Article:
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To Sam

please help

I have a friend who in class is frequently made fun of by the group of rowdy boys. They don't leave her alone. They pick on her clothes, her hair, her attitude, the things she says. They are constantly (there's about 4 of them all much taller than she is) going up to her and taunting her by stealing her stuff or touching her hair and face and hands. If she gets told of by a teacher they will start cheering her name saying 'way way (her name) way way, she got told of today, yay yay!' One time she got told of for talking and the boys started to chant and our teacher didn't do anything. Then when sir went to go and help someone with their work, the worst boy went up to her and started hugging her and then made sexual noises and references until she ran out the class room crying. (This is not the worst they have done). So she went to the school nurse in tears and she told her to write a statement to our head of year.

The next morning she came into 1st lesson in tears because our head of year, the person we are always meant to talk to about bullying and the only teacher we are rendered to when we are told about bullying, told her there was not enough evidence to prove that the boys had done anything wrong, and so he couldn't even speak to the boys about it. Anyone in that class could have told you what had happened.

What are we supposed the to do when the person we are told to go to when we experience bullying turns a blind eye to a crying 13 year old girl who presents him with a list of names who just ignores her?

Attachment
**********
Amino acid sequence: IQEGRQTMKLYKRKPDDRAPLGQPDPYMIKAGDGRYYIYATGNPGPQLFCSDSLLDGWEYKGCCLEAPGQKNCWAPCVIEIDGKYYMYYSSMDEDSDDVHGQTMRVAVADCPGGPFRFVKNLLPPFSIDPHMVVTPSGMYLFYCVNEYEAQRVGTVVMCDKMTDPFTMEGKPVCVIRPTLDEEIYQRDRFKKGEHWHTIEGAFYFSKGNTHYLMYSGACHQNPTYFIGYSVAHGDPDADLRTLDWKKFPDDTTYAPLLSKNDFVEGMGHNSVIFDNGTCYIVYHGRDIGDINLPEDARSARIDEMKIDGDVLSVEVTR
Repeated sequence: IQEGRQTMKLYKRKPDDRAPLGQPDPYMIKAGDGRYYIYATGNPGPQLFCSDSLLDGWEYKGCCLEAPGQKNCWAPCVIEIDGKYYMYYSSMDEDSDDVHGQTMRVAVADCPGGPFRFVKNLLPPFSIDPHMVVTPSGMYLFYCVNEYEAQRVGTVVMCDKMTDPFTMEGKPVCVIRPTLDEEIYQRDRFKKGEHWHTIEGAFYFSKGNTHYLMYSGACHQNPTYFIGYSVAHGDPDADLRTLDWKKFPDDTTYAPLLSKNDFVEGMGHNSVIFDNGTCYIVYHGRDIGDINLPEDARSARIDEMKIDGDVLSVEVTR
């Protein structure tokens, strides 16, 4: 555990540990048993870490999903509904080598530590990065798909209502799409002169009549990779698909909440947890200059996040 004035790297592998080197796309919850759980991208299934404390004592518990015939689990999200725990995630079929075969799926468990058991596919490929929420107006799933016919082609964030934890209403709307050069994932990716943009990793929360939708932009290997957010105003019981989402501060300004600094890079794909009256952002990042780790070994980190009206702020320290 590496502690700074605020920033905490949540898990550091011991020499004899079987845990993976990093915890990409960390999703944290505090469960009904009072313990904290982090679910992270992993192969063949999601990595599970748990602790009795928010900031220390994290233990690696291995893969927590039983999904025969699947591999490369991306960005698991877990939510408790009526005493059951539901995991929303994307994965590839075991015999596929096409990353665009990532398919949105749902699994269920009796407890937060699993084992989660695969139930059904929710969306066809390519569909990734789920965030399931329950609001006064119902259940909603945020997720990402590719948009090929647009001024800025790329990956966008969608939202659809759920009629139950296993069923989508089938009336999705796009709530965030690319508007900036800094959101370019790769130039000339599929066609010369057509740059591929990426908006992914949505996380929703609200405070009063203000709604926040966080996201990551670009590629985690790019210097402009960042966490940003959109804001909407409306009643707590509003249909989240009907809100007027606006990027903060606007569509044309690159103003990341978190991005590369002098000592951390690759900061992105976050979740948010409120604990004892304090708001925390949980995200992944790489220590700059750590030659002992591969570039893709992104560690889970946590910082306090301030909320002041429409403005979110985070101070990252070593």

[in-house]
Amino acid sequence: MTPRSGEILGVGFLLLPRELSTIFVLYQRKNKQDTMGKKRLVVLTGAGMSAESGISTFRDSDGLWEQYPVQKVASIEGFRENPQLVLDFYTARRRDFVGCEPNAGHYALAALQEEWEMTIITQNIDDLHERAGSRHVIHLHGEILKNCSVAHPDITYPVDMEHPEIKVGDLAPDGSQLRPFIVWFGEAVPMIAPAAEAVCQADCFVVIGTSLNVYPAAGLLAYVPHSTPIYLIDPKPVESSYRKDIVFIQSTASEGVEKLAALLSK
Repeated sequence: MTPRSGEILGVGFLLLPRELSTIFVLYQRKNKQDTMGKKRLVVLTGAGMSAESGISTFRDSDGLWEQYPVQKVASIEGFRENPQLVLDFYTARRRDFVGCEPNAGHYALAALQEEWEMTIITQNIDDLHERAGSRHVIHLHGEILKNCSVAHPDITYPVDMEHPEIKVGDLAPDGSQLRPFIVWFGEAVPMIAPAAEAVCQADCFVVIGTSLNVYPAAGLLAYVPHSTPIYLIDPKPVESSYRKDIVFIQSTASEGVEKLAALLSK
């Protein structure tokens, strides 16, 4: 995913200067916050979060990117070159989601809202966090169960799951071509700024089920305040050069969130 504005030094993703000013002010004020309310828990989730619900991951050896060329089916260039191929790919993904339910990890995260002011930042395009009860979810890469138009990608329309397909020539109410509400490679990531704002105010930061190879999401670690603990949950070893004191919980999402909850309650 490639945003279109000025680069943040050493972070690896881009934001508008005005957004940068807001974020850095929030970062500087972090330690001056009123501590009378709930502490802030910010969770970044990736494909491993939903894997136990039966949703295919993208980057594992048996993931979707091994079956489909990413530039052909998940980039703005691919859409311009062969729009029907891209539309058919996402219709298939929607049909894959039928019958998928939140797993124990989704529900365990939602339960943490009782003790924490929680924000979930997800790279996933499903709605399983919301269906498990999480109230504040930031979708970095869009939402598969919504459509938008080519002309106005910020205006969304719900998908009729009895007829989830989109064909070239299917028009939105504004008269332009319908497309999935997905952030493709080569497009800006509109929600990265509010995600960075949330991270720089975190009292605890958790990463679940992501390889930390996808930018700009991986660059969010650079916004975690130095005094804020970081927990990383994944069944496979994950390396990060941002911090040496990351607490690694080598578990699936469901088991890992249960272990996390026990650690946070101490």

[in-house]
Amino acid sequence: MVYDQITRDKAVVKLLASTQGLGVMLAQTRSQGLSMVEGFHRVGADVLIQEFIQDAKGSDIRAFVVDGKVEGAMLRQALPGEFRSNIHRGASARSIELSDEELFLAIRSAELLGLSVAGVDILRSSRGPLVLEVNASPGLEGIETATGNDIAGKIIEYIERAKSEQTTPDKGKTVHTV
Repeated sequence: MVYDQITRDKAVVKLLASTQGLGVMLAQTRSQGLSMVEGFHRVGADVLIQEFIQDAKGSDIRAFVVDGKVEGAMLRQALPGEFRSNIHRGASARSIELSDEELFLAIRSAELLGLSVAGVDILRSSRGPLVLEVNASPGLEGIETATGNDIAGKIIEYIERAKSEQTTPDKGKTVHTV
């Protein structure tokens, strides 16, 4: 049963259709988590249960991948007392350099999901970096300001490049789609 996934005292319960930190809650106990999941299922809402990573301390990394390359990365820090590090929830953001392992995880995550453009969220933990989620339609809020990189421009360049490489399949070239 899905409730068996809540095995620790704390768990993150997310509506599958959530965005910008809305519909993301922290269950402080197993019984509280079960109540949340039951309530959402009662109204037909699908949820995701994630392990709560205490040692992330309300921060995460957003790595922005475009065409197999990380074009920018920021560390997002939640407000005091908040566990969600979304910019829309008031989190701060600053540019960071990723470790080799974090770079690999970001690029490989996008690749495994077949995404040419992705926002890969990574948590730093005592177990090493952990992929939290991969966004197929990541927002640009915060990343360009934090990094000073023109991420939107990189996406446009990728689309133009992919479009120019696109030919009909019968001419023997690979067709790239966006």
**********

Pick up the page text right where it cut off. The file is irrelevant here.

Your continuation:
Ask Sam

Sam

Hi there,

Thanks for your letter. I’m pleased you’ve got in touch for help with this situation.

I can hear how frustrated you are with your head of year over the bullying of your friend. You’ve done the right thing talking to your head of year and it’s a shame that he hasn’t been as supportive as he should have been. It can be frustrating when we approach someone like a teacher and then see that nothing has happened. I am glad that you did not give up and have decided to write to me. There are a couple of things you can do now to support your friend to help with the situation. 

Firstly, your friend could keep a bullying diary - making a note every time something happens. It can just be a piece of paper she keeps in her pocket. She could use it to make a note as soon as she is safely away from any bullying. It would help to write down the date, time, what happened, who did it, who was around and how she felt. If more than one sheet is needed your friend could file them together at home. You might find more useful information about this on our bullying page or on Bullying UK.

The second option would be for your friend to talk to her parents about this and ask them to talk to school. It seems unfair but sometimes school will take a situation more seriously if parents make contact with them.

It sounds like you are a really good friend to this girl and knowing that she can turn to you for support when she needs to will mean a lot to her. You could also talk to your teacher again and tell them that nothing has changed and how much the bullying is affecting your friend. Sometimes we need to tell people more than once for things to change.

I can hear that this bullying has been really hard on your friend and that it has also affected you as someone who is there for her. You can both contact ChildLine anytime you need to for more support. You can ring for free on 0800 1111, have an online 1-2-1 chat or you can send emails, although it’s worth knowing that it can take up to 24 hours for a counsellor to reply to emails.

In the meantime please take care,
Sam

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